What's ironic is that most of his films were based on pretty revolutionary books. It's really a question of how much credit goes to the author for coming up with the idea, and the director for turning it into a film. I found Kubrick's films okay, until I saw the ridiculousness that was The Shining (big Stephen King fan here!) I guess some of us just like our books to stay books.
You did just introduce me to a wide range of great movies I should see, thanks for that!

Arun said...

@Puru, Thanks for your comment.

@Priya, Thanks for the comment, and for visiting my blog. Yeah, all his movies are based on famous novels. But, i think Kubrick's vision is very unique, the way he conceives each novel.

The Fool said...

Interesting article. Kubrick does focus on the darker side of human nature. Another interesting thing is he takes up popular novels - Arthur C Clarke, Stephen King, Anthony Burgess. So the scripts themselves have something in them.

Murtaza Ali said...

Well, when one reads a review that's so visceral, exhaustive and yet so concise, what can one say but Arun, the decorated author of Passion for Cinema. Kudos to you for offering such a grand tribute to arguably one of the greatest auteurs of all time. In my personal opinion Kubrick was Anglo-American Cinema's most potent reply to the 'Fellinis', the 'Bunuels', the 'Bergmans', the 'Kurosawas', the 'Rays', and the 'Tarkovskys' of the world. Ubiquitously acclaimed for his idiosyncratic style and inexorable yearning for perfection, Kubrick had held millions of viewers worldwide in a transfixion through his masterful works for well over four decades. Way to go, Arun!!!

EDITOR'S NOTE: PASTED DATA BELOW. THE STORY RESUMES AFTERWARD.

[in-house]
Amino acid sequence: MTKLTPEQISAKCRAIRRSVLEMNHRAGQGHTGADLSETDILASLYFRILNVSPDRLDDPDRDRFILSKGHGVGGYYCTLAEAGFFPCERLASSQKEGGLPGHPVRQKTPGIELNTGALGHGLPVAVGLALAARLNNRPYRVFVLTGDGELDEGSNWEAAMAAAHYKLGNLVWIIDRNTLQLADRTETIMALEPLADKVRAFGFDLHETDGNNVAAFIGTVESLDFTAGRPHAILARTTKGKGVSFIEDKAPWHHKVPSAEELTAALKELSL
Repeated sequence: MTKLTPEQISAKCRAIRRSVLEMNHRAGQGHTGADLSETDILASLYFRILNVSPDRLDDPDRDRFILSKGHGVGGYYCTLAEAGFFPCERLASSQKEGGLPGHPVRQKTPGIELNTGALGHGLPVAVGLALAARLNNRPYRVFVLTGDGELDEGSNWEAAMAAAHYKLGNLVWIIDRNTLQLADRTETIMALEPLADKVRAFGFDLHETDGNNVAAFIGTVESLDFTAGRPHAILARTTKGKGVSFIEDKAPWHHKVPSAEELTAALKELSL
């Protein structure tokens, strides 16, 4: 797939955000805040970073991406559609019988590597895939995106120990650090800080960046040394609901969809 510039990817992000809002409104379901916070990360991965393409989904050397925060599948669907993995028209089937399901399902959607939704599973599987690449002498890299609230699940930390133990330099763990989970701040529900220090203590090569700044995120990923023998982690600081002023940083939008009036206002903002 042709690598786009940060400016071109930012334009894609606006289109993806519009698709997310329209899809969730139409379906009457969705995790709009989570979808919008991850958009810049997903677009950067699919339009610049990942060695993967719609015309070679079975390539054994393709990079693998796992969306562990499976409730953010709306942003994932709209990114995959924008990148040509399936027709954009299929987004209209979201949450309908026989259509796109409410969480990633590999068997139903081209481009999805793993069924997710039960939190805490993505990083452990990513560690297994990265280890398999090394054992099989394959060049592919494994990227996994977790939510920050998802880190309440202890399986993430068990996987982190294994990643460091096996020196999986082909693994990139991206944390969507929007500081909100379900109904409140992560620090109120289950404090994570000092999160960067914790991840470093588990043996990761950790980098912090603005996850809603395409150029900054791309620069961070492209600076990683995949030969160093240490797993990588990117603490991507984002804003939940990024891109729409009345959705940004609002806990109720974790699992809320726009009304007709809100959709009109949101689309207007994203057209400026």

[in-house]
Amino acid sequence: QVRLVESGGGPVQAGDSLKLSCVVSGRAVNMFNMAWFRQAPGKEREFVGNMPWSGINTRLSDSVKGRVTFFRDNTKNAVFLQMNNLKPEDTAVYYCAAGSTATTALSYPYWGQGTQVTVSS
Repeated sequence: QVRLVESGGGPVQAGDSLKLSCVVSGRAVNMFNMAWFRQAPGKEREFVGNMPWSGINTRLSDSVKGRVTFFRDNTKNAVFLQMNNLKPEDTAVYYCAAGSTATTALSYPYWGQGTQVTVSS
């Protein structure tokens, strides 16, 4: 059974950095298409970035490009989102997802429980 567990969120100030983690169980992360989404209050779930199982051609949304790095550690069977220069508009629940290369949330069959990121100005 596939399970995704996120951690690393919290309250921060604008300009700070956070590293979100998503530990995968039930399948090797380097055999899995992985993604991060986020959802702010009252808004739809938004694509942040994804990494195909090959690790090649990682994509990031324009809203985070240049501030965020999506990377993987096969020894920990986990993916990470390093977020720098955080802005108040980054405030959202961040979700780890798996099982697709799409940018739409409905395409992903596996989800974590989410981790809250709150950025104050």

Jagadeesh Jakku said...

Shining is one of my favorite films . kubrik films are metaphoric u can get something for each viewing. His films are so compelling and thought provoking. Kubrik has special position in cinematic era because of his vision.